Lauded as the “the most important law protecting free speech”[1] and the law that “gave us the modern internet,”[2] Section 230 of the Communications Decency Act (Section 230) has been a fixture of recent internet policy debates and blamed for everything from the proliferation of sex trafficking[3] to enabling anti-conservative social media bias[4].

Section 230 says, “[n]o provider or user of an interactive computer service shall be treated as the publisher or speaker of any information provided by another information content provider.”[5]

Those 26 words shield online platforms from liability arising from hosting or making available third-party or user-generated content.[6] In other words, online platforms are considered intermediaries that cannot be legally liable for what users post on their platforms. However, Section 230 does not provide immunity to the actual creator of content. The author of a defamatory post could still be held responsible for any defamatory material they post.

Notably, what constitutes an “interactive computer service” has been broadly defined, meaning that Section 230 provides immunity not just to the largest social media companies, but also to small blogs, discussion forums, comment sections, and listservs.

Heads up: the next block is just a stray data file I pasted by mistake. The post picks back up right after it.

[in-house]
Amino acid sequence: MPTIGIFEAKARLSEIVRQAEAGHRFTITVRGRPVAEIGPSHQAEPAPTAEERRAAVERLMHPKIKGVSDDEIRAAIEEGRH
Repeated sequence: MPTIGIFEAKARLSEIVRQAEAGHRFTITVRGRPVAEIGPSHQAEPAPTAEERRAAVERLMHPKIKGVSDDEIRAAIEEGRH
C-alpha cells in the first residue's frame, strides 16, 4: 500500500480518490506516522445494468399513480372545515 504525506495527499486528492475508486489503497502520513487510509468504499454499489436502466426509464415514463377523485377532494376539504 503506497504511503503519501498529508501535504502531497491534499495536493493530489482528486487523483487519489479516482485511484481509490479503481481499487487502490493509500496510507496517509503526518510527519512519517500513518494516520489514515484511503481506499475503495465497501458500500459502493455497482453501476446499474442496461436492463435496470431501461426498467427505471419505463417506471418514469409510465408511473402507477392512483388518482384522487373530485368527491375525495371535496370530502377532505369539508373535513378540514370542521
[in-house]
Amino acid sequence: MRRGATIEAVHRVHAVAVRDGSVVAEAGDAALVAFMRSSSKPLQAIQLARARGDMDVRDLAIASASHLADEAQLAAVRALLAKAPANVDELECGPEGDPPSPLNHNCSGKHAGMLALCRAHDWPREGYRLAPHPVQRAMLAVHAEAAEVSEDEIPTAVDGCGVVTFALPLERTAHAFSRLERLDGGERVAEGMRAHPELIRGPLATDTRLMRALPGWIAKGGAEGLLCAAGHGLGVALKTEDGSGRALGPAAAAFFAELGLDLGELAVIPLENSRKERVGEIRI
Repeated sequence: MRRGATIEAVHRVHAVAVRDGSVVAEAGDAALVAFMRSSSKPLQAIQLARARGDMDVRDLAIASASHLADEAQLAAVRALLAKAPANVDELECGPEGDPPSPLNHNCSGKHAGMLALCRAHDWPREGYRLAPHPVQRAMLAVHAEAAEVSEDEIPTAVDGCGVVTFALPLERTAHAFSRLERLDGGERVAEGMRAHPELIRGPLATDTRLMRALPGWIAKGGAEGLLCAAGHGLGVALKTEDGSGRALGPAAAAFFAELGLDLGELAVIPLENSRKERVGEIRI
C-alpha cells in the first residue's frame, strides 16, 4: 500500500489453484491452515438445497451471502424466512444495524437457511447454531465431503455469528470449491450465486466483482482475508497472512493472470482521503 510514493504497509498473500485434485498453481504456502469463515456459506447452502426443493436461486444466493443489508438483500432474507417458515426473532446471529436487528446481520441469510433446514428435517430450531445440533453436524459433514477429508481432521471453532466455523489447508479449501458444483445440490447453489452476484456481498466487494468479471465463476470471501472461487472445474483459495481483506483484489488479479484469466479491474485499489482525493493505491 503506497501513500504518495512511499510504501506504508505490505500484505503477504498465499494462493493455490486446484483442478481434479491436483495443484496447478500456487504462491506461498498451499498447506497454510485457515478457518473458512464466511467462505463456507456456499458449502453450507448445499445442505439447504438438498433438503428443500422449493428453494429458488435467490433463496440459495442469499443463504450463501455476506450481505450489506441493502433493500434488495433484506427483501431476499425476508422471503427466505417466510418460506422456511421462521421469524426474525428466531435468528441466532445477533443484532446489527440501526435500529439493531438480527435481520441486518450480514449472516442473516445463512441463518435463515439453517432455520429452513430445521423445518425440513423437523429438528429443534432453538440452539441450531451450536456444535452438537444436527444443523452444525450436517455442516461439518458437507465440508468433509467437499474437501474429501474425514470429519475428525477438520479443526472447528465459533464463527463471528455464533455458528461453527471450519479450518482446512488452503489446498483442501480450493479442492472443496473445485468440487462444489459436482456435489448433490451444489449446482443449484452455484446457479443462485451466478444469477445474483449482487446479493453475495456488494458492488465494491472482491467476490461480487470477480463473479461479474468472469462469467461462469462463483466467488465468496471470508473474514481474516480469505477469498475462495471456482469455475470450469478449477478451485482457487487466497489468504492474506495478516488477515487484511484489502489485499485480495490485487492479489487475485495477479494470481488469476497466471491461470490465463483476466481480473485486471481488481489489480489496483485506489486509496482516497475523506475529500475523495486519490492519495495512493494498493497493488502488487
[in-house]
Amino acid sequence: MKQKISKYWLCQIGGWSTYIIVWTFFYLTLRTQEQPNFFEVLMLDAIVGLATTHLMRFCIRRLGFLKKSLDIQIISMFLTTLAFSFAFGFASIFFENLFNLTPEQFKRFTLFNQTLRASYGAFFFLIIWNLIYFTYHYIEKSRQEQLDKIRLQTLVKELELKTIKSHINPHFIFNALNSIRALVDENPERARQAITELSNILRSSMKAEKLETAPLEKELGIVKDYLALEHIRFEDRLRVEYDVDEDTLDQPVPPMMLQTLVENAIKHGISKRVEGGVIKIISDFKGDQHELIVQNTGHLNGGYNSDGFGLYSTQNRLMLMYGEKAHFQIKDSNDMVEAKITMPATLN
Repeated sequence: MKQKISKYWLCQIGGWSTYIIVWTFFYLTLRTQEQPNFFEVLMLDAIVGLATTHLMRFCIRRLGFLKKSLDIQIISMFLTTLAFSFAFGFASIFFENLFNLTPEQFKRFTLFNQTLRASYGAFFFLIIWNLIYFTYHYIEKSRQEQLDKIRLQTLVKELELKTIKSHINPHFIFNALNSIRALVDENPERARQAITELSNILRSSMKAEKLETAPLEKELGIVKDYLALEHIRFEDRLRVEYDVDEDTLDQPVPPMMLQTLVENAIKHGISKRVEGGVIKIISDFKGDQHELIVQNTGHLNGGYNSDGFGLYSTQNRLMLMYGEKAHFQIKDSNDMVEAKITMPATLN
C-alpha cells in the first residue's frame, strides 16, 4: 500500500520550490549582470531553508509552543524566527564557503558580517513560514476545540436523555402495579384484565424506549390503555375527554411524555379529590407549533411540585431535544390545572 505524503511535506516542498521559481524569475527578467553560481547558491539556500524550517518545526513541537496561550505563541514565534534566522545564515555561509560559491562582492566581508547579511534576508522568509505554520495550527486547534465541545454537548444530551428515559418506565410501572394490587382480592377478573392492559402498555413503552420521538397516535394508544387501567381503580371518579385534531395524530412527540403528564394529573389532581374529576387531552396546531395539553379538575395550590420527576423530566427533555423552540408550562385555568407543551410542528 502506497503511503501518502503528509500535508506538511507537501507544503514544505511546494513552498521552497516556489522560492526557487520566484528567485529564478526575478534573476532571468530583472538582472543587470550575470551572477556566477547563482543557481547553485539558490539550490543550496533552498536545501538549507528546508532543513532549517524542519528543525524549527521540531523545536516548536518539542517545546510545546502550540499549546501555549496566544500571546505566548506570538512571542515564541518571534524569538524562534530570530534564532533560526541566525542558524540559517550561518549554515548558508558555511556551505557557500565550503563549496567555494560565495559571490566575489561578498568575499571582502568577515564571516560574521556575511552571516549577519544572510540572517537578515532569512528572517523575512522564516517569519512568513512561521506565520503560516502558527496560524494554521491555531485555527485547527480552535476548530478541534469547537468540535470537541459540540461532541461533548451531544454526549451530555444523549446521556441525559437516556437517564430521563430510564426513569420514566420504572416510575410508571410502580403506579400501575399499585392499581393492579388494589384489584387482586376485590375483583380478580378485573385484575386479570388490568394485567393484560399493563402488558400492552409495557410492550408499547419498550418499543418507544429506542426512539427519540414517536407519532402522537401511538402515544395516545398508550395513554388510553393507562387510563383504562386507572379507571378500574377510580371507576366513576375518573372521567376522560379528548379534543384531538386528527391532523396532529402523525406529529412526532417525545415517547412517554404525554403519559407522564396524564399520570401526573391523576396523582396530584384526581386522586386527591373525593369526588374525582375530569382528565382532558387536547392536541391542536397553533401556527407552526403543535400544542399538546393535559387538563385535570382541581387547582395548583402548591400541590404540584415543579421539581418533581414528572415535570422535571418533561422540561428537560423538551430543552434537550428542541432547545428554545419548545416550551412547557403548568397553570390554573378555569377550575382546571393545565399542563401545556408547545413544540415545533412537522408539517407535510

Section 230 also allows online platforms to moderate content without opening themselves up to lawsuits. Section 230 was born out of the young internet of the mid-1990s, populated mostly by three online information services that charged users monthly subscription fees to access walled gardens of chat rooms, bulletin boards, and professional third-party content. As online services began fostering the massive amount of user-generated content that existed on their online message and bulletin boards and grew in size and scope, so did the need to maintain community standards to ensure these spaces weren’t overrun with offensive content.